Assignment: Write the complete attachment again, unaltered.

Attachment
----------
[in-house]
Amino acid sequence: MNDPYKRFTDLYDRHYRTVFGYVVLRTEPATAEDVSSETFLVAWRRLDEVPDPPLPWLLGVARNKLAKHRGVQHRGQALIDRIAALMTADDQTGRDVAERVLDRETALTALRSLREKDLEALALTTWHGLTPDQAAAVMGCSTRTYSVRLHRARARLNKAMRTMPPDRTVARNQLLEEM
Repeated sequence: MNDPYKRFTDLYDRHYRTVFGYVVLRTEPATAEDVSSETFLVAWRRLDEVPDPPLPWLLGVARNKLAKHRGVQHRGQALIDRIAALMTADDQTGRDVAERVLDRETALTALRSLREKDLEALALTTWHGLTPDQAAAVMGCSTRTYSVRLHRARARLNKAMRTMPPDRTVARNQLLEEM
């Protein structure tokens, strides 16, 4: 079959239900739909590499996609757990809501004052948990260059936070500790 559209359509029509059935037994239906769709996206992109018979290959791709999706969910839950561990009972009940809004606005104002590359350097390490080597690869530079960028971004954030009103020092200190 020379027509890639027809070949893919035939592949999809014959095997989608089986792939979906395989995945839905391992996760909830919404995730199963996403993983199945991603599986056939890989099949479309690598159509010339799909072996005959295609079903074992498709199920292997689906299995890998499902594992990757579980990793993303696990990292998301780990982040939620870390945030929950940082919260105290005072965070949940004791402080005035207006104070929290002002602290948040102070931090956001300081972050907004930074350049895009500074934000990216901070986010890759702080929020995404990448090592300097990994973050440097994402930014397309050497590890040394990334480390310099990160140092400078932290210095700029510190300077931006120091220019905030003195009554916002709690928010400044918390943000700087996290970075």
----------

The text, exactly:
[in-house]
Amino acid sequence: MNDPYKRFTDLYDRHYRTVFGYVVLRTEPATAEDVSSETFLVAWRRLDEVPDPPLPWLLGVARNKLAKHRGVQHRGQALIDRIAALMTADDQTGRDVAERVLDRETALTALRSLREKDLEALALTTWHGLTPDQAAAVMGCSTRTYSVRLHRARARLNKAMRTMPPDRTVARNQLLEEM
Repeated sequence: MNDPYKRFTDLYDRHYRTVFGYVVLRTEPATAEDVSSETFLVAWRRLDEVPDPPLPWLLGVARNKLAKHRGVQHRGQALIDRIAALMTADDQTGRDVAERVLDRETALTALRSLREKDLEALALTTWHGLTPDQAAAVMGCSTRTYSVRLHRARARLNKAMRTMPPDRTVARNQLLEEM
């Protein structure tokens, strides 16, 4: 079959239900739909590499996609757990809501004052948990260059936070500790 559209359509029509059935037994239906769709996206992109018979290959791709999706969910839950561990009972009940809004606005104002590359350097390490080597690869530079960028971004954030009103020092200190 020379027509890639027809070949893919035939592949999809014959095997989608089986792939979906395989995945839905391992996760909830919404995730199963996403993983199945991603599986056939890989099949479309690598159509010339799909072996005959295609079903074992498709199920292997689906299995890998499902594992990757579980990793993303696990990292998301780990982040939620870390945030929950940082919260105290005072965070949940004791402080005035207006104070929290002002602290948040102070931090956001300081972050907004930074350049895009500074934000990216901070986010890759702080929020995404990448090592300097990994973050440097994402930014397309050497590890040394990334480390310099990160140092400078932290210095700029510190300077931006120091220019905030003195009554916002709690928010400044918390943000700087996290970075």